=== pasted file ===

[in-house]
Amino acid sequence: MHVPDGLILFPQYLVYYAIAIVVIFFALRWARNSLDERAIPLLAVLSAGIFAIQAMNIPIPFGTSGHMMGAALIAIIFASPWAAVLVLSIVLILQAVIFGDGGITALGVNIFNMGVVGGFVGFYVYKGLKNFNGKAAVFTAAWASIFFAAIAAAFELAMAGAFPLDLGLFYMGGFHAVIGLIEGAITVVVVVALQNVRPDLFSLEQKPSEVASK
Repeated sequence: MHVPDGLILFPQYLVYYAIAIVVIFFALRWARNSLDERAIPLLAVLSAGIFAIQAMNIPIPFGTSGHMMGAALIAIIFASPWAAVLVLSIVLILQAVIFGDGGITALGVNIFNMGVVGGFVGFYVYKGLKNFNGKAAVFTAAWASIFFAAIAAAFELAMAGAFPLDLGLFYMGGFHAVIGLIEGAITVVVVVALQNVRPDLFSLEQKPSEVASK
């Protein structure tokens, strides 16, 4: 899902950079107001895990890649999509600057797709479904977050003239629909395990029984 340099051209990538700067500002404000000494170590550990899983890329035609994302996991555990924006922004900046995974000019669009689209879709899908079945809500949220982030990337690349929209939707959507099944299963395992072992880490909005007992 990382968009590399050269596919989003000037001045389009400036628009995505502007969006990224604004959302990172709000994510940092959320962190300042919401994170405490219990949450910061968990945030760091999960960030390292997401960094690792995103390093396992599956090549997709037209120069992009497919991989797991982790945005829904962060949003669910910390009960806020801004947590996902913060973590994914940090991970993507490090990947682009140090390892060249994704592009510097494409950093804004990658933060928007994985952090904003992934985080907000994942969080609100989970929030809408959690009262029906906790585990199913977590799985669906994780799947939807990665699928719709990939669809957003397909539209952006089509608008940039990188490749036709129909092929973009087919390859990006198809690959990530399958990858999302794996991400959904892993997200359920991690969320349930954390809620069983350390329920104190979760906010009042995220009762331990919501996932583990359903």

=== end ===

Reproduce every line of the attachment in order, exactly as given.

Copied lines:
[in-house]
Amino acid sequence: MHVPDGLILFPQYLVYYAIAIVVIFFALRWARNSLDERAIPLLAVLSAGIFAIQAMNIPIPFGTSGHMMGAALIAIIFASPWAAVLVLSIVLILQAVIFGDGGITALGVNIFNMGVVGGFVGFYVYKGLKNFNGKAAVFTAAWASIFFAAIAAAFELAMAGAFPLDLGLFYMGGFHAVIGLIEGAITVVVVVALQNVRPDLFSLEQKPSEVASK
Repeated sequence: MHVPDGLILFPQYLVYYAIAIVVIFFALRWARNSLDERAIPLLAVLSAGIFAIQAMNIPIPFGTSGHMMGAALIAIIFASPWAAVLVLSIVLILQAVIFGDGGITALGVNIFNMGVVGGFVGFYVYKGLKNFNGKAAVFTAAWASIFFAAIAAAFELAMAGAFPLDLGLFYMGGFHAVIGLIEGAITVVVVVALQNVRPDLFSLEQKPSEVASK
């Protein structure tokens, strides 16, 4: 899902950079107001895990890649999509600057797709479904977050003239629909395990029984 340099051209990538700067500002404000000494170590550990899983890329035609994302996991555990924006922004900046995974000019669009689209879709899908079945809500949220982030990337690349929209939707959507099944299963395992072992880490909005007992 990382968009590399050269596919989003000037001045389009400036628009995505502007969006990224604004959302990172709000994510940092959320962190300042919401994170405490219990949450910061968990945030760091999960960030390292997401960094690792995103390093396992599956090549997709037209120069992009497919991989797991982790945005829904962060949003669910910390009960806020801004947590996902913060973590994914940090991970993507490090990947682009140090390892060249994704592009510097494409950093804004990658933060928007994985952090904003992934985080907000994942969080609100989970929030809408959690009262029906906790585990199913977590799985669906994780799947939807990665699928719709990939669809957003397909539209952006089509608008940039990188490749036709129909092929973009087919390859990006198809690959990530399958990858999302794996991400959904892993997200359920991690969320349930954390809620069983350390329920104190979760906010009042995220009762331990919501996932583990359903």